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She craved exotic adventures. He loved Disney theme parks. Was finding common ground even possible?

Doree Shafrir
November 27, 2017

Until my second date with Matt, the man who later became my husband, I hadn't been to a Disney theme park since I was 10. "Surprise me," I'd told him after he asked where I wanted to go. When he told me he'd chosen Disneyland, I felt flattered that he'd so thoughtfully planned ahead — most L.A. guys can't manage more than taking you to a new bar. It felt fun and romantic — if, to me at least, a tad ironic. We took selfies in front of Sleeping Beauty's castle, he let me steer the Dumbo ride, I had my first Dole Whip

I figured it was a one-time thing. But it turned out that Matt had a season pass. He loved Disneyland. Disney World in Orlando was his favorite place to go on vacation. He was also smart and funny and had a job in late-night television. For me, the combination did not compute.

As our relationship progressed, I struggled to comprehend Matt's love of theme parks. I had always seen them as ersatz, overly commercial environments of manufactured fun. To him, they are the happiest places on earth. What did it mean that the man I loved felt this way? And what did it say about me that I didn't? Was I a snob? After all, Disneyland is one of the most diverse places I've ever visited. There are people in wheelchairs, teenagers on dates, hot dads. Everyone always seems to be having a great time. What was my problem, exactly?

One day, I asked Matt point-blank why he loved theme parks so much. He shrugged. "It's the only time from growing up that I remember my whole family actually having fun and getting along." I have my own fond memories of going to Disney World with my family when I was young, but those trips were not a defining feature of my childhood. For Matt though, a Disney theme park is a place of refuge, where for a few hours the outside world doesn't exist and the most profound decision you need to make is whether to ride Space Mountain or Pirates of the Caribbean. The Dole Whip will always taste the same, the barbershop quartet on Main Street will always make the same jokes, and there will always be a line at the Haunted Mansion. 

And that's the difference between us: He likes the familiar, I like the new. If it were up to me, every year we'd go somewhere we've never been before — Vietnam, Madagascar, Chile. We'd stay in Airbnbs, make every meal a discovery, and pack in as many experiences as we could. Matt prefers to go to places he's been before (hello, London!), stay in a hotel, and just wander the streets for hours.

Our first big vacation together was to Hawaii. I was looking forward to a place where I could be on a beach one day and at the top of Mauna Kea the next. But even after we'd bought the tickets, Matt kept saying that he didn't understand why we needed to fly five hours to sit on a beach, when we have perfectly fine beaches right here in southern California. We soon ran into another roadblock. I spent hours scouring Airbnb and HomeAway looking for the perfect vacation rental on the Big Island, but Matt found fault with all of them. Finally, I found The One: a spacious, beautiful house on the west side of the island, on a cliff overlooking the ocean, with a deck where you could sit and gaze out at the deep orange sunset every night.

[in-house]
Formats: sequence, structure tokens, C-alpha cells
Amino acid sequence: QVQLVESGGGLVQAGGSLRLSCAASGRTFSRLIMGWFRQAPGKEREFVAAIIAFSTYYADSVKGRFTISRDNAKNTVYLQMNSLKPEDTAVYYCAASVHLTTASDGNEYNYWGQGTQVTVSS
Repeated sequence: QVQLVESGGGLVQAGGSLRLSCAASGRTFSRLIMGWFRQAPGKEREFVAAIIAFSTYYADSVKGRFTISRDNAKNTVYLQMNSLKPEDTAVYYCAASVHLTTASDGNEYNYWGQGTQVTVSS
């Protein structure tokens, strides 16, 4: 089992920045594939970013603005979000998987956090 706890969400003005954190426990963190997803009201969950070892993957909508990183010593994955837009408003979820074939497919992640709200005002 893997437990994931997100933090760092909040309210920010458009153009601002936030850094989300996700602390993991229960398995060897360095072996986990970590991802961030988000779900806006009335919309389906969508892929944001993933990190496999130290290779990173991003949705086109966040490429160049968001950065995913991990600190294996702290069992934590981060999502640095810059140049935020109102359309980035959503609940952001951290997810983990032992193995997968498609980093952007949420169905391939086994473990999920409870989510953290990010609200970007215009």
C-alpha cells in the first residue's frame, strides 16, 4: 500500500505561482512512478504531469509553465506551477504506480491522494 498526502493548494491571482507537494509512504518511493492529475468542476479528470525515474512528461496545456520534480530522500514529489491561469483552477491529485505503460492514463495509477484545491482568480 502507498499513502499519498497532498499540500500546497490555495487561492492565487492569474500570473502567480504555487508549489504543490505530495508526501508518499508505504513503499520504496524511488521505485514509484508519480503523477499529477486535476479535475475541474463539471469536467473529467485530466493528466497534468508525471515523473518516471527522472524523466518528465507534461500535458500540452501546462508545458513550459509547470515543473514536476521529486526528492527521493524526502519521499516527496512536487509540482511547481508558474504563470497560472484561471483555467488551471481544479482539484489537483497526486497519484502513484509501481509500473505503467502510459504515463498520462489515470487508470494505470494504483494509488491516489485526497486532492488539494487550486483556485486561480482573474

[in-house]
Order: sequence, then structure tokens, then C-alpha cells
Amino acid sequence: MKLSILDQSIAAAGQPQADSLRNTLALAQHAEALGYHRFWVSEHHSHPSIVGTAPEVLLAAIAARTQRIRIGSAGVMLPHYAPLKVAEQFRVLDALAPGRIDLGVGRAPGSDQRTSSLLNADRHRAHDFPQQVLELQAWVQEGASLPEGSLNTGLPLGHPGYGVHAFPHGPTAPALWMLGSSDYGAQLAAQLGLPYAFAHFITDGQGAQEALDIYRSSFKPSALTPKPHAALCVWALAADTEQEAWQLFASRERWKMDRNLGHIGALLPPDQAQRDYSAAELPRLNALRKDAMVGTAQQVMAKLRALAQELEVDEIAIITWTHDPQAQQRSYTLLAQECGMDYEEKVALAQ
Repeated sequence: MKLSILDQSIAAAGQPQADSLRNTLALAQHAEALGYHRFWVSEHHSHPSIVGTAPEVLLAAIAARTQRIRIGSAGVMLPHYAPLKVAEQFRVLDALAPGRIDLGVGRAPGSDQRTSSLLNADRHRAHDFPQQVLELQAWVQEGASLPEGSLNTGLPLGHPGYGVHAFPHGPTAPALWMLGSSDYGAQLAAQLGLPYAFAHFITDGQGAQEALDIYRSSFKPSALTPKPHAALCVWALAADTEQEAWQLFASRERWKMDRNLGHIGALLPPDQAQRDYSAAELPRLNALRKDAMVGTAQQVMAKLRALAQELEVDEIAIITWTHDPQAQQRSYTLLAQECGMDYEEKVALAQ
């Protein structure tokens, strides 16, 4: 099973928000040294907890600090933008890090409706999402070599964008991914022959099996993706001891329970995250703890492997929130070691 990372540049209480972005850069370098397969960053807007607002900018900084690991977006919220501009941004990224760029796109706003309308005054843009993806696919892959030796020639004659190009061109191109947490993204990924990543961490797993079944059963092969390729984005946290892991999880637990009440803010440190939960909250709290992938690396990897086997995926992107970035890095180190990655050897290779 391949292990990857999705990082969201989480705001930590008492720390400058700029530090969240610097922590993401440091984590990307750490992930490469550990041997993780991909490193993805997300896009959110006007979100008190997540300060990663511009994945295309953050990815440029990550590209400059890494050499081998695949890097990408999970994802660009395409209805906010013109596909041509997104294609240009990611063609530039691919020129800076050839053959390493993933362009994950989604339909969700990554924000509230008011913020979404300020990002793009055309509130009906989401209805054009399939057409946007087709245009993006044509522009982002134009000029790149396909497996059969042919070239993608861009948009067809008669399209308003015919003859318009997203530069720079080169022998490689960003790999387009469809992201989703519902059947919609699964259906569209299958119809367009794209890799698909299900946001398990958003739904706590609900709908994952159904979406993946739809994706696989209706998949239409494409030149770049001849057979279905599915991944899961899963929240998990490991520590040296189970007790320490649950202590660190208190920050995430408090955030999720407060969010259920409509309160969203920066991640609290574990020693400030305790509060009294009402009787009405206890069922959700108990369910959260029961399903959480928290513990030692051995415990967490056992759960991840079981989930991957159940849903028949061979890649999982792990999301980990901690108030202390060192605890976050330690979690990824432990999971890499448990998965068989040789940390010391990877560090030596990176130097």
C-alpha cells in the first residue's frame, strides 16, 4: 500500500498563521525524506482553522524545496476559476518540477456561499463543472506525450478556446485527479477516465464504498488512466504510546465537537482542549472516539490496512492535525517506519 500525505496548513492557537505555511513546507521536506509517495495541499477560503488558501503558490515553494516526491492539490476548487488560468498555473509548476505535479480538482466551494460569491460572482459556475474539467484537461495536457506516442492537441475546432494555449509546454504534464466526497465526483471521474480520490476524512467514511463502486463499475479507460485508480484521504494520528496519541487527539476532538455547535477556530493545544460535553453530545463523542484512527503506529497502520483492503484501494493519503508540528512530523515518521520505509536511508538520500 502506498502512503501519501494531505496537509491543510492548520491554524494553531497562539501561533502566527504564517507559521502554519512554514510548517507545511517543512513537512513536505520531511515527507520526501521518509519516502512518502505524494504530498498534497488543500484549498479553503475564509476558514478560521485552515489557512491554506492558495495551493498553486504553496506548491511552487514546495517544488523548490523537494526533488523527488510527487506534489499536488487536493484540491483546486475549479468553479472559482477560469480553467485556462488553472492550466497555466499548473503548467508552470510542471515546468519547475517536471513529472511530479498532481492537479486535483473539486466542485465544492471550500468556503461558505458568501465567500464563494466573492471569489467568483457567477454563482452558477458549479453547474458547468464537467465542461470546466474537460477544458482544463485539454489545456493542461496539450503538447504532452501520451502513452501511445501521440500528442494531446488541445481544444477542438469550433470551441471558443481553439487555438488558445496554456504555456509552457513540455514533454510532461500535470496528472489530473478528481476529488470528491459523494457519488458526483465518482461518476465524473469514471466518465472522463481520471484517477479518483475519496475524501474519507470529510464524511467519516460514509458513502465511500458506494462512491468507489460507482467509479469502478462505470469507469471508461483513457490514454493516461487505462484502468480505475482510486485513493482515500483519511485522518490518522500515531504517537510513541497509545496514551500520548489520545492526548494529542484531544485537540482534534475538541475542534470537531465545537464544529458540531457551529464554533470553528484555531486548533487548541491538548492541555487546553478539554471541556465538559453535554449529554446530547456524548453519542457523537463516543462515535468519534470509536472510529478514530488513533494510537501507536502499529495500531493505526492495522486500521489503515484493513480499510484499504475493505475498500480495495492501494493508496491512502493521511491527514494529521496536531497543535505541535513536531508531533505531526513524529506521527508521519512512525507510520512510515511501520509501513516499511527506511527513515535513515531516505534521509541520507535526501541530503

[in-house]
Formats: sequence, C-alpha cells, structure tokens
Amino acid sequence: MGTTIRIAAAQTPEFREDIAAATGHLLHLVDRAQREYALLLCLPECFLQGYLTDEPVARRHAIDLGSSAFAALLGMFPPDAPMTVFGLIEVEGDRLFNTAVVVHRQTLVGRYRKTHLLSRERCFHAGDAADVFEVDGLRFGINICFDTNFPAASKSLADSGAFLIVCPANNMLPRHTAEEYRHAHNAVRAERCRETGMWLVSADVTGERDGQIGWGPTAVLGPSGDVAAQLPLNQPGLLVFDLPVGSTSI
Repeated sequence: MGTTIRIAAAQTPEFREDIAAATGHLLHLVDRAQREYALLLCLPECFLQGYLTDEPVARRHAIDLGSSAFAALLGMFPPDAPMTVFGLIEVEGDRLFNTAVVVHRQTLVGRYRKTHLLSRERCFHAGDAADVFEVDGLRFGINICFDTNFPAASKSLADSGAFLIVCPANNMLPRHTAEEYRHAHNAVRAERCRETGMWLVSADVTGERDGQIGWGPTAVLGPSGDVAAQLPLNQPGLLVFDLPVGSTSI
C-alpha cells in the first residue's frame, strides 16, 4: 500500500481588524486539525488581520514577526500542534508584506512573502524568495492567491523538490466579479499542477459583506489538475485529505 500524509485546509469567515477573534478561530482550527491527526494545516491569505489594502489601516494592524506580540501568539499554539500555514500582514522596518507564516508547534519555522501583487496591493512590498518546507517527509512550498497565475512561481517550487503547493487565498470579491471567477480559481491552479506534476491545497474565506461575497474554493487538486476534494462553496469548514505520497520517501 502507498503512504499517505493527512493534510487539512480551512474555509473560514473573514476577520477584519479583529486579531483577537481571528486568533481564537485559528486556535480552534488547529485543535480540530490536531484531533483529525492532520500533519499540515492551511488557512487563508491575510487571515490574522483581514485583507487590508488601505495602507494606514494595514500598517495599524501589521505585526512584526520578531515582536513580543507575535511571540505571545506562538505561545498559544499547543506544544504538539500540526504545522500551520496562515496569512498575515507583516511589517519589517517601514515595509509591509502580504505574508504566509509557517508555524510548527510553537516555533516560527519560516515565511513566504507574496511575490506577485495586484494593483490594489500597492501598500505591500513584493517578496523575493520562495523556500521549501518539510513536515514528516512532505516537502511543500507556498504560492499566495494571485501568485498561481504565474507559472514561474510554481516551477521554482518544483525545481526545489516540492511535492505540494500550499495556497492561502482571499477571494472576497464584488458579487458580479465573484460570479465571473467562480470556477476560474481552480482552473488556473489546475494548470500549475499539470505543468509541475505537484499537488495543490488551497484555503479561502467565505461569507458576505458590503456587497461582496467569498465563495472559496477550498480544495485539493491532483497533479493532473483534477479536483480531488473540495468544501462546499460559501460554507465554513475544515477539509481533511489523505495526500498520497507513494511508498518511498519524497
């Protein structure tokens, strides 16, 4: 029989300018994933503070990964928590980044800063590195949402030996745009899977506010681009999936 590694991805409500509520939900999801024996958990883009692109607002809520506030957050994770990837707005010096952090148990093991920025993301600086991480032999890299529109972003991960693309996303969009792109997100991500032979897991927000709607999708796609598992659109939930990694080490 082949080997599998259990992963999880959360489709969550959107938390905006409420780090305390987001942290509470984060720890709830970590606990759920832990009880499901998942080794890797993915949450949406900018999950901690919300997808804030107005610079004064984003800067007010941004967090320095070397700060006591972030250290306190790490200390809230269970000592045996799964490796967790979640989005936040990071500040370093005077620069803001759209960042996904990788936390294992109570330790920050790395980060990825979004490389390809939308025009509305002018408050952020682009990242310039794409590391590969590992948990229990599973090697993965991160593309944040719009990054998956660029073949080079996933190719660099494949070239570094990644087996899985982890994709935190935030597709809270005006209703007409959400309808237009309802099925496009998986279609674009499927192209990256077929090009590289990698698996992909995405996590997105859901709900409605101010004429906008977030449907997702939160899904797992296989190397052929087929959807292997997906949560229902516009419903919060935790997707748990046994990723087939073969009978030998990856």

When I showed it to him, he recoiled. Then he finally told me what the real issue was.

"Look, I just don't like staying in other people's houses. It makes me…uncomfortable."

I didn't understand. In my mind, homestays allowed you to have a more authentic experience. And the house was rented all the time.

He sighed. "Why can't we just stay in a hotel?" I pleaded with him. He finally gave in. And our three days in the house turned out to be as not-fun as three days in a beautiful house on the Hawaiian coast can be. "This bed isn't comfortable," he declared. "And the shower — there's no pressure." I stewed. He wasn't wrong — the bed was a little soft, and the shower was kind of weak — but so what? Then we drove to Kona for dinner, and it took an hour. "We are so far from everything," he said. And the house was above a beach, but you had to drive down a steep, mile-long hill to get to it. "But look how amazing the sunset is from our deck," I said. 

He shrugged. "I told you I didn't want to stay in a house." By the time we got to Kauai, where we had booked a hotel, I was ready to declare our vacation ruined.

But the hotel in Kauai was gorgeous and right on the beach, and you could sit at the pool and order daiquiris, and people were always around to do things for you, and our room got cleaned every day, and at night they left chocolates on our pillows. It was, I had to admit, pretty nice. Maybe there was something to Matt's way after all.

Since then, we've both come around. I go to Las Vegas more than I ever thought I would — Matt loves it almost as much as he loves Disney theme parks — and even agreed to get married there. And you know what? It was an incredibly fun weekend. For our honeymoon, he suggested London, and I suggested stopping in Reykjavík on the way. We both had a blast.

We've gone back to Disneyland several times. It's not a place I dream of returning to time and time again, but I do enjoy it now. We'll go on a few rides, maybe eat a cream-cheese pretzel, and stay to watch the parade and fireworks. It's not a bad way to spend an evening. 

The other day, Matt surprised me. His best friend is in Paris for the year, so Matt suggested we go visit him — and stay in his apartment. "But I thought you hated staying in other people's homes," I reminded him. 

"He's my best friend," he said, as if that explained everything. 

"Sounds great," I said. "Let's spend a day at Disneyland Paris while we're there."

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